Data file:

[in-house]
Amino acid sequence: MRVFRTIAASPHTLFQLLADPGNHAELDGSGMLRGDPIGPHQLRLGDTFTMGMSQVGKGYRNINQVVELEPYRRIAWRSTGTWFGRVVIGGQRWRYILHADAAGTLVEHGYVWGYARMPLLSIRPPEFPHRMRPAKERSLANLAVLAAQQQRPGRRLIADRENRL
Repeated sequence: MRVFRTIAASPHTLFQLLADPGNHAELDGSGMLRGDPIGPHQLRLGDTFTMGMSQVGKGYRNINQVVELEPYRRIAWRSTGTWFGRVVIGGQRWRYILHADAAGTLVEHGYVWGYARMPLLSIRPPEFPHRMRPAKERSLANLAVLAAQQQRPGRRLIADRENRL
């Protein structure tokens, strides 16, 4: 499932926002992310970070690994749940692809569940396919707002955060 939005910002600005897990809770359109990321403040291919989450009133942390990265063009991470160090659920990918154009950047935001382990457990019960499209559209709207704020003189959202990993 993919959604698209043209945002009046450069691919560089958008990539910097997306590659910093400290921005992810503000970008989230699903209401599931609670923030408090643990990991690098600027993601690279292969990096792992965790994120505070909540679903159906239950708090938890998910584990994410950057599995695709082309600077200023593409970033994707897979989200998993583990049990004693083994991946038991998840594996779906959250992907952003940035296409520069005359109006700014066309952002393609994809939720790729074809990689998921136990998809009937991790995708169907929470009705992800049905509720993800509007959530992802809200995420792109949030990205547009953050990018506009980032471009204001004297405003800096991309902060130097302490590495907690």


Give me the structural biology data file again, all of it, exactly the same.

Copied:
[in-house]
Amino acid sequence: MRVFRTIAASPHTLFQLLADPGNHAELDGSGMLRGDPIGPHQLRLGDTFTMGMSQVGKGYRNINQVVELEPYRRIAWRSTGTWFGRVVIGGQRWRYILHADAAGTLVEHGYVWGYARMPLLSIRPPEFPHRMRPAKERSLANLAVLAAQQQRPGRRLIADRENRL
Repeated sequence: MRVFRTIAASPHTLFQLLADPGNHAELDGSGMLRGDPIGPHQLRLGDTFTMGMSQVGKGYRNINQVVELEPYRRIAWRSTGTWFGRVVIGGQRWRYILHADAAGTLVEHGYVWGYARMPLLSIRPPEFPHRMRPAKERSLANLAVLAAQQQRPGRRLIADRENRL
């Protein structure tokens, strides 16, 4: 499932926002992310970070690994749940692809569940396919707002955060 939005910002600005897990809770359109990321403040291919989450009133942390990265063009991470160090659920990918154009950047935001382990457990019960499209559209709207704020003189959202990993 993919959604698209043209945002009046450069691919560089958008990539910097997306590659910093400290921005992810503000970008989230699903209401599931609670923030408090643990990991690098600027993601690279292969990096792992965790994120505070909540679903159906239950708090938890998910584990994410950057599995695709082309600077200023593409970033994707897979989200998993583990049990004693083994991946038991998840594996779906959250992907952003940035296409520069005359109006700014066309952002393609994809939720790729074809990689998921136990998809009937991790995708169907929470009705992800049905509720993800509007959530992802809200995420792109949030990205547009953050990018506009980032471009204001004297405003800096991309902060130097302490590495907690």